The first half of 2015 was also full of excitement, since Volkswagen had by March announced its US$1 billion expansion plan for its plant in Puebla. This project will be focused on the new Tiguan and it will take Volkswagen to a 500-unit daily rate of production. GM is also continuing with its US$5 billion investment plan for all its facilities, scheduled to conclude by 2018.

In April 2015, two more announcements were made. Toyota revealed its plans to establish a manufacturing plant in Guanajuato in which it will invest US$1 billion in this facility to create a 200,000 unit production capacity. Two days later, Ford announced a major investment plan of US$2.5 billion, divided between the construction of a new transmission plant in Guanajuato, as well as an expansion for its engine plant in Chihuahua, and a whole new plant also in Chihuahua. With these two projects, Guanajuato has now become the biggest state for the automotive industry, boasting six OEMs within its borders.


Consisting of 860 companies, the auto parts segment now represents 7.4% of the manufacturing GDP in Mexico. This sector currently represents 11.8% of the total manufacturing exports, as well as 18% of the jobs in the manufacturing industry, and is expected to grow 35% by 2020. Between January and April 2015, auto parts production reached US$26.9 billion, representing an increase of 0.2% compared to 2014. Meanwhile, sales increased by 1.1% in the same period, reaching a grand total of US$27 billion.

To support the auto parts segment, the government and Bancomext have relaunched the ProAuto program to help Tier 2 and 3 companies develop as suppliers for major Tier 1 companies. Most OEMs have the objective of maximizing local sourcing, and according to José Rogelio Garza, Undersecretary of Industry and Commerce, the government is now focusing on identifying the strongest areas of opportunity for local players in order to strengthen the local supplier network.



The large number of new projects arising and a continuous evolution of the industry, the competition for specialized human talent has reached a new peak. Areas like Guanajuato are filling up with new companies, and other regions like Nuevo Leon are expected to experience exponential growth in the near future. Therefore, it has become a priority for every player in the industry to develop technicians and engineers with the right abilities to enter the automotive sector, as well as continuously train and retain these skilled workers. The German-born dual-education program is now gaining ground with several companies in the industry, with CONALEP as one of the main institutions devoted to educating the next generation of technicians. Additionally, this has attracted the attention of universities like UVM that are now working on professional technician programs to address the needs of the industry at a more specialized level. At the same time, several automotive clusters throughout the country are directing their strategies toward education. In collaboration with the Ministry of Education, these associations are now helping to create new and more effective education plans, so newly graduates need less training when they start working. States like Queretaro are planning to build their own universities purely focused on the automotive sector, while others like Chihuahua are focusing their efforts on structuring their education programs according to the strongest manufacturing areas in the state. Furthermore, AMIA has founded the National Group of Academic and Research Institutions for the Automotive Industry, which is committed to promoting national and international research projects in the country, as well as proper education for the automotive sector. “This is the perfect moment for Mexico considering the average age of our engineers is 27 years. Our economically active population is expected to double, translating into a brutal opportunity,” claims Solís.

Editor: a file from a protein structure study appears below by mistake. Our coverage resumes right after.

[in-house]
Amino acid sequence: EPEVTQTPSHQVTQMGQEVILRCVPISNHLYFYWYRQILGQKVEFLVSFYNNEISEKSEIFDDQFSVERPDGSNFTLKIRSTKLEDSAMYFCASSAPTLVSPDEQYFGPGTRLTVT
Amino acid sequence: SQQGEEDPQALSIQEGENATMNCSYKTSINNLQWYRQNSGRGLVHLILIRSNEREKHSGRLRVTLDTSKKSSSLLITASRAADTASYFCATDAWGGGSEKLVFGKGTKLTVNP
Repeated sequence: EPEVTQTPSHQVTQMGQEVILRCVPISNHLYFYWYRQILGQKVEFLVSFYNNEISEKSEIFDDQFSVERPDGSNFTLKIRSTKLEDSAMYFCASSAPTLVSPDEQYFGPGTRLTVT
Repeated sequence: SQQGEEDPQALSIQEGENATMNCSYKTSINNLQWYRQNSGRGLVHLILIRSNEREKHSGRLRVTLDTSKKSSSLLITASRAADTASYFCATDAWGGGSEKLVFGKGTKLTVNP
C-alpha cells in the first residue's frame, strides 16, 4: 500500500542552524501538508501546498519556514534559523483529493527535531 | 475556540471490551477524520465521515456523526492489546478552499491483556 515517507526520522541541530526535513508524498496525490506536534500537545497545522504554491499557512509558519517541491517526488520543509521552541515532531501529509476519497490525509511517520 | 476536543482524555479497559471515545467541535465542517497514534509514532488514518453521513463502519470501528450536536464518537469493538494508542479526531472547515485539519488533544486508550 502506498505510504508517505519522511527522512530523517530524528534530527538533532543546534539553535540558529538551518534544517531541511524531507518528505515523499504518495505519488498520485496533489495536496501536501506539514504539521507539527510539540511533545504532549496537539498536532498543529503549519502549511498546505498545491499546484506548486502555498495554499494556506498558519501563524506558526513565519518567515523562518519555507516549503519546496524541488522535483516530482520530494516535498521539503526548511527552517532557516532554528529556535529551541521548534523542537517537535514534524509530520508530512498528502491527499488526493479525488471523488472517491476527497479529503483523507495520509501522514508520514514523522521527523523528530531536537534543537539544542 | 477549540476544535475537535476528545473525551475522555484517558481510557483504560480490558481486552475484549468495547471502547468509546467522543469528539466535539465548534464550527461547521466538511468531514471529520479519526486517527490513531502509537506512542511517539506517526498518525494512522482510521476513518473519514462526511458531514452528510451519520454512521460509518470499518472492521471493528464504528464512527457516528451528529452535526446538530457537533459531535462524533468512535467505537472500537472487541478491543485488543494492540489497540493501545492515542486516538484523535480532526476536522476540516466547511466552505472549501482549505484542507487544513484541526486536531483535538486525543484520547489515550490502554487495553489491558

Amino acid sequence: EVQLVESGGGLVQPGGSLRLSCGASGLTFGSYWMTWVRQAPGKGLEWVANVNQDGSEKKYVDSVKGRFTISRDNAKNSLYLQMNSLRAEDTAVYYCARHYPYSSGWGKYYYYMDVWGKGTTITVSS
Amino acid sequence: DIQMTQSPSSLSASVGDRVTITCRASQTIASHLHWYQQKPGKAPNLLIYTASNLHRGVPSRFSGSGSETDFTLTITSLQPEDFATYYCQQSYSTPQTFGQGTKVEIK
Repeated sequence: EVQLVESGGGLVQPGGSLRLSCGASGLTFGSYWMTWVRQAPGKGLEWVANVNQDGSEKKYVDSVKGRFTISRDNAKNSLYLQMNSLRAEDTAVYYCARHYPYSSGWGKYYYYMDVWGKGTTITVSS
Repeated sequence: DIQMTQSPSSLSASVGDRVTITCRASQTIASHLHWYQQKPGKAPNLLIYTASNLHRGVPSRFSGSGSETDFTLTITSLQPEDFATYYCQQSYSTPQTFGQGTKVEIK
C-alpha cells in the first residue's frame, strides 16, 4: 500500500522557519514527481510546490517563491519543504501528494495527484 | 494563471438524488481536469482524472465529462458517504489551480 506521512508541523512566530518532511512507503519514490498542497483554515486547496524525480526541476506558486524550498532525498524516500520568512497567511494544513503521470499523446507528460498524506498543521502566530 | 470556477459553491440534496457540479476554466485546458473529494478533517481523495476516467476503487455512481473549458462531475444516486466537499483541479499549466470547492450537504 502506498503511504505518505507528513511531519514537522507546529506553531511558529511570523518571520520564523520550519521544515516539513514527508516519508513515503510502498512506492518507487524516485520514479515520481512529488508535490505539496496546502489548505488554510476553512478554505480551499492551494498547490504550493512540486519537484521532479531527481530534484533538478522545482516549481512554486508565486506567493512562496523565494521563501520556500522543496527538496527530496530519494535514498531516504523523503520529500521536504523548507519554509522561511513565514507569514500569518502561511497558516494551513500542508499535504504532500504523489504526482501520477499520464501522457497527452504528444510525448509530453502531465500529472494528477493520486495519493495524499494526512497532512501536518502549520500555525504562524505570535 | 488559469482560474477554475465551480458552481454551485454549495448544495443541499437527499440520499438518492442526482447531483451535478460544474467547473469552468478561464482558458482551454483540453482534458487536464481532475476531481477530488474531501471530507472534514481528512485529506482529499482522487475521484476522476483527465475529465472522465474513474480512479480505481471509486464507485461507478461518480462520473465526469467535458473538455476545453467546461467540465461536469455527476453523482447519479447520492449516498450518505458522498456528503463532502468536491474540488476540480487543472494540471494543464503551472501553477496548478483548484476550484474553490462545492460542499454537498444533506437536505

Mexico will continue promoting itself as a strong R&D and engineering destination for automotive companies. Mexico currently produces 80% of the total high-tech exports from Latin America, and the country has more than 30 R&D centers managed by the public and private sectors, as well as several educational institutions. This is one of the four main directives where the Ministry of Economy is placing its efforts, as it collaborates with PROSOFT and CONACYT in order to develop the right strategies for incentivizing these projects.